MLBits: Kerhsaw's Legacy, Near-Retirement Players Squeezed Out in 2021? Life After Yadi, Draft What-Ifs, More

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MLBits: Kerhsaw’s Legacy, Near-Retirement Players Squeezed Out in 2021? Life After Yadi, Draft What-Ifs, More

Chicago Cubs

Yesterday was Memorial Day, but it was also the 12th anniversary of Clayton Kershaw making his Major League debut with the Dodgers, a 6.0 IP quality start with seven strikeouts and just one walk.

And that got me thinking about his legacy.

How Highly Do You Think of Kerhsaw?

Even though his peak is behind him, Kershaw has obviously cemented himself among the greatest pitchers of all-time. Among all active pitchers, his 2.44 ERA ranks first overall – and by a healthy margin over second-placer Jacob deGrom (2.62 ERA) – while his 64.5 fWAR is second only to Justin Verlander, who’s got 5 years on him.

And yet … I feel like he’s lost so much of his shine. There was a time – for a good long while, even – that Kershaw was *obviously* the best pitcher of his generation, and was on track to be one of the greatest pitchers of all-time. But now? That just doesn’t feel like his story. It’s a not a numbers thing, mind you, it’s a winning thing.

Normally, that’s my least favorite argument for any sport (especially a true team sport like baseball), but Kershaw doesn’t have a ring, and it’s fair to say that’s got more to do with him than it does other winless superstars. The southpaw has led playoff teams through October in 2009, 2013, 2014, 2015, 2016, 2017, 2018, and 2019, and through all that time he’s got a 4.43 playoff ERA over 158.1 IP.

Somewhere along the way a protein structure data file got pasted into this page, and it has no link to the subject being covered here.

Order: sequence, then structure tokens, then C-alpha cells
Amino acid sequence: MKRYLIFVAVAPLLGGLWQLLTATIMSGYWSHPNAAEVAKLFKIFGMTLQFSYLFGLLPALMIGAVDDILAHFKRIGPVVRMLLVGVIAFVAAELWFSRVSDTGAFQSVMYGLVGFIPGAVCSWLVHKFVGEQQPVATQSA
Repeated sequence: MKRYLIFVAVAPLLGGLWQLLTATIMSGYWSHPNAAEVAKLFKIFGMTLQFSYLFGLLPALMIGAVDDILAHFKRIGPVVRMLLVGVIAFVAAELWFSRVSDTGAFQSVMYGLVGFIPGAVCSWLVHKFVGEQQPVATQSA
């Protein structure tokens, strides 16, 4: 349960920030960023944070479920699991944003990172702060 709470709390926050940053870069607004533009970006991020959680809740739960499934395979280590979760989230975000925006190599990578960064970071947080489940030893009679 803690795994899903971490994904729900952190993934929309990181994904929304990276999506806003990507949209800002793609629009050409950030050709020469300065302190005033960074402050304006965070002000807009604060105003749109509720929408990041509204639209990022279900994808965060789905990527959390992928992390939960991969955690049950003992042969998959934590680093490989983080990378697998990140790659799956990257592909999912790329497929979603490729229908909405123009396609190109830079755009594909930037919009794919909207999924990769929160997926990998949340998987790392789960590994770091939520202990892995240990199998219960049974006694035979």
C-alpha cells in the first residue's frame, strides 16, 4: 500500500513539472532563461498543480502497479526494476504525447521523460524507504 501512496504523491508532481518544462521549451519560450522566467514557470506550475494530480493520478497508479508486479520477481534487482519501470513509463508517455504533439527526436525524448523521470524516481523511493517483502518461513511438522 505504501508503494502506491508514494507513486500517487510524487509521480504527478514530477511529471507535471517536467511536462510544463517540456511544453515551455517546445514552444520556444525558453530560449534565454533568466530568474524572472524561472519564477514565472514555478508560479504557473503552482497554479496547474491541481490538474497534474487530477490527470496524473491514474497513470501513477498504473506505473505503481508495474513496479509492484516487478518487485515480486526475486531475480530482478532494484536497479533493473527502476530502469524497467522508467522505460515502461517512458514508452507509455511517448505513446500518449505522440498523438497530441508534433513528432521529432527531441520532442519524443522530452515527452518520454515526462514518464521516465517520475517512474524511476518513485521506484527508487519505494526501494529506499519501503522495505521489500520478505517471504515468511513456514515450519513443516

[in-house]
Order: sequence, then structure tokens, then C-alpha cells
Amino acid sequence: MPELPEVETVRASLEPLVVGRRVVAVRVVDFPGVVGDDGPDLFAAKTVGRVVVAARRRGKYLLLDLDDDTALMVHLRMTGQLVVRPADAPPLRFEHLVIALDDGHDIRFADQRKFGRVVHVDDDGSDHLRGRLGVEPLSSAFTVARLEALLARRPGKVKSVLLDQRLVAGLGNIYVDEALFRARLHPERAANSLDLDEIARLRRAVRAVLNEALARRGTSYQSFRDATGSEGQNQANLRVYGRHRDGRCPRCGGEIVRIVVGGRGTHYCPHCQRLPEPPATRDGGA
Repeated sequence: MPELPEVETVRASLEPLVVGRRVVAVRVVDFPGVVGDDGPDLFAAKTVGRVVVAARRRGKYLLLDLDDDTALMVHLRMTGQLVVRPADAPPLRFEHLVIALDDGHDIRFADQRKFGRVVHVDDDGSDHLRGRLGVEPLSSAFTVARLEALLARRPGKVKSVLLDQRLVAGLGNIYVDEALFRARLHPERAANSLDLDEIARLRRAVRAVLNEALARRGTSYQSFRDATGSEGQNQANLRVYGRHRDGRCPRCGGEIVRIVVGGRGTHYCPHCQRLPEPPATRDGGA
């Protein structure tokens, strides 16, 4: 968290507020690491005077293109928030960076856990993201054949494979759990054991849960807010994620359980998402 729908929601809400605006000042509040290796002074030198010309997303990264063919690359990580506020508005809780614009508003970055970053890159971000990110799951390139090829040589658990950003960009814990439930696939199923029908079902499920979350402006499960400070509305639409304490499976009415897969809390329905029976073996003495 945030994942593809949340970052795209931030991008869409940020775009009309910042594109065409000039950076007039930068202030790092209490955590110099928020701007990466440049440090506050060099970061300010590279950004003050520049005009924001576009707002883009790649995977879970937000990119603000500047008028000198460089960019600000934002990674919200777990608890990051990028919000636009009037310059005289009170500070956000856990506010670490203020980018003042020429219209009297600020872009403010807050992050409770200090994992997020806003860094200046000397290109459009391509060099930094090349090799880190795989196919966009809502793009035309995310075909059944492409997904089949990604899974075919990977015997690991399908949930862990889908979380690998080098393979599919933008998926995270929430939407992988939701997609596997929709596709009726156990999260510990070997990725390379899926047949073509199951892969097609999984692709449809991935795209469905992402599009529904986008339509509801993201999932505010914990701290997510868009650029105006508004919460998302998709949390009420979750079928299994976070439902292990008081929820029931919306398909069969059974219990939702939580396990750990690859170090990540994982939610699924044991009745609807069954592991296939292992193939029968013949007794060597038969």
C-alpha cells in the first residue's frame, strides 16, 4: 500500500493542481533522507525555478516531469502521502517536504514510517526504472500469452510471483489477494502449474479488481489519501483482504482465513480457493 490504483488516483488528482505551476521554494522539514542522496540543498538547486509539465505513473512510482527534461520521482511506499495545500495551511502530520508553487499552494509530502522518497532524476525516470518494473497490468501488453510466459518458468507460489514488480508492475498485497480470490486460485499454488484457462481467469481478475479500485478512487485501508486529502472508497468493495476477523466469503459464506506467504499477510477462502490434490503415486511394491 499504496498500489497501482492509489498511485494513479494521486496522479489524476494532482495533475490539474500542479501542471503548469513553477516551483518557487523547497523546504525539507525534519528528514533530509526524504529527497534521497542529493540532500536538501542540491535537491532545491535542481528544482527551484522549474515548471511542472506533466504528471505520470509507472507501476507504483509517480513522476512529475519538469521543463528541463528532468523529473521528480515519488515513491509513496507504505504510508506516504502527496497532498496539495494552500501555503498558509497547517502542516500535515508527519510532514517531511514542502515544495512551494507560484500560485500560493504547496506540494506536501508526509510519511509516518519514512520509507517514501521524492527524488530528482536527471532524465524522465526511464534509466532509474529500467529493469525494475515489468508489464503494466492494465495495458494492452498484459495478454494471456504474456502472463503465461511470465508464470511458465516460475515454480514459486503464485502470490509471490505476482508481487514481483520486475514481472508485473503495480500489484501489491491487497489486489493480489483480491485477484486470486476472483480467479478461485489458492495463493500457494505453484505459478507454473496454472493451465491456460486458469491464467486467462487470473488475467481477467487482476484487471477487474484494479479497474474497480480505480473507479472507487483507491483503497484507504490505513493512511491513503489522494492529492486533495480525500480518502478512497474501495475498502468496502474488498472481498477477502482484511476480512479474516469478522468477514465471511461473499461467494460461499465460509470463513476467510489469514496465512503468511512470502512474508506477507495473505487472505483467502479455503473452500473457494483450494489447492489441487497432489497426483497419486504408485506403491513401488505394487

Combined with (1) the late-career dominance (and winning) of Max Scherzer and Justin Verlander, (2) the spotlight stealing thunder of guys like Jacob deGrom and Gerrit Cole, and (3) the injuries throughout his career … it just feels like he’s an afterthought sometimes. Unfairly or not, his story has changed. He’s still a future Hall of Famer, clearly, but it’s just so different now than it was a few years ago.

Dave Roberts and Kenley Jansen COVID Risks

When we were still just beginning to navigate the potential impacts of restarting the season amidst the COVID-19 outbreak, one of our biggest concerns was players at heightened risk of serious issues. For the Cubs, that meant former cancer patients Jon Lester and Anthony Rizzo, and for the Dodgers that meant closer Kenley Jansen and manager Dave Roberts.